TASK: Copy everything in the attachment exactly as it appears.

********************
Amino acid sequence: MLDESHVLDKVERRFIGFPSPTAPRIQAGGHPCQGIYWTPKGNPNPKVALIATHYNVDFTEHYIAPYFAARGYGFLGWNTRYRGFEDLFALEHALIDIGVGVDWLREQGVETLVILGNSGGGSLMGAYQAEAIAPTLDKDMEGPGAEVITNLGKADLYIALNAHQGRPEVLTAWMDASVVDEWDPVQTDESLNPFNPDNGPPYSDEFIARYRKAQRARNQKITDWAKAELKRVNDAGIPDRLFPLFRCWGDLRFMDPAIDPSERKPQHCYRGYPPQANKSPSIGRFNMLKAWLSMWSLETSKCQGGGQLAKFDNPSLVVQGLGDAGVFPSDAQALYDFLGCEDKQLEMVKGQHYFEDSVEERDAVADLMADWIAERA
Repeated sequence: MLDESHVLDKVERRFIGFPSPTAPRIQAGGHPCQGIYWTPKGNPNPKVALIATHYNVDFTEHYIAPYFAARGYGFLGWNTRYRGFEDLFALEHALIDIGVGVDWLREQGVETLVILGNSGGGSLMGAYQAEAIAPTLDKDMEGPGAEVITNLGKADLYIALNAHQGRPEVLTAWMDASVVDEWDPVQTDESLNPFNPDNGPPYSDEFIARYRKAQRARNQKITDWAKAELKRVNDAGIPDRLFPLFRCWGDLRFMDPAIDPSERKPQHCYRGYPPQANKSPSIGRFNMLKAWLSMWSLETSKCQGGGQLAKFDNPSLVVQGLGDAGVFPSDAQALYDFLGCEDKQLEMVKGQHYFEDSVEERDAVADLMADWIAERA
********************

Amino acid sequence: MLDESHVLDKVERRFIGFPSPTAPRIQAGGHPCQGIYWTPKGNPNPKVALIATHYNVDFTEHYIAPYFAARGYGFLGWNTRYRGFEDLFALEHALIDIGVGVDWLREQGVETLVILGNSGGGSLMGAYQAEAIAPTLDKDMEGPGAEVITNLGKADLYIALNAHQGRPEVLTAWMDASVVDEWDPVQTDESLNPFNPDNGPPYSDEFIARYRKAQRARNQKITDWAKAELKRVNDAGIPDRLFPLFRCWGDLRFMDPAIDPSERKPQHCYRGYPPQANKSPSIGRFNMLKAWLSMWSLETSKCQGGGQLAKFDNPSLVVQGLGDAGVFPSDAQALYDFLGCEDKQLEMVKGQHYFEDSVEERDAVADLMADWIAERA
Repeated sequence: MLDESHVLDKVERRFIGFPSPTAPRIQAGGHPCQGIYWTPKGNPNPKVALIATHYNVDFTEHYIAPYFAARGYGFLGWNTRYRGFEDLFALEHALIDIGVGVDWLREQGVETLVILGNSGGGSLMGAYQAEAIAPTLDKDMEGPGAEVITNLGKADLYIALNAHQGRPEVLTAWMDASVVDEWDPVQTDESLNPFNPDNGPPYSDEFIARYRKAQRARNQKITDWAKAELKRVNDAGIPDRLFPLFRCWGDLRFMDPAIDPSERKPQHCYRGYPPQANKSPSIGRFNMLKAWLSMWSLETSKCQGGGQLAKFDNPSLVVQGLGDAGVFPSDAQALYDFLGCEDKQLEMVKGQHYFEDSVEERDAVADLMADWIAERA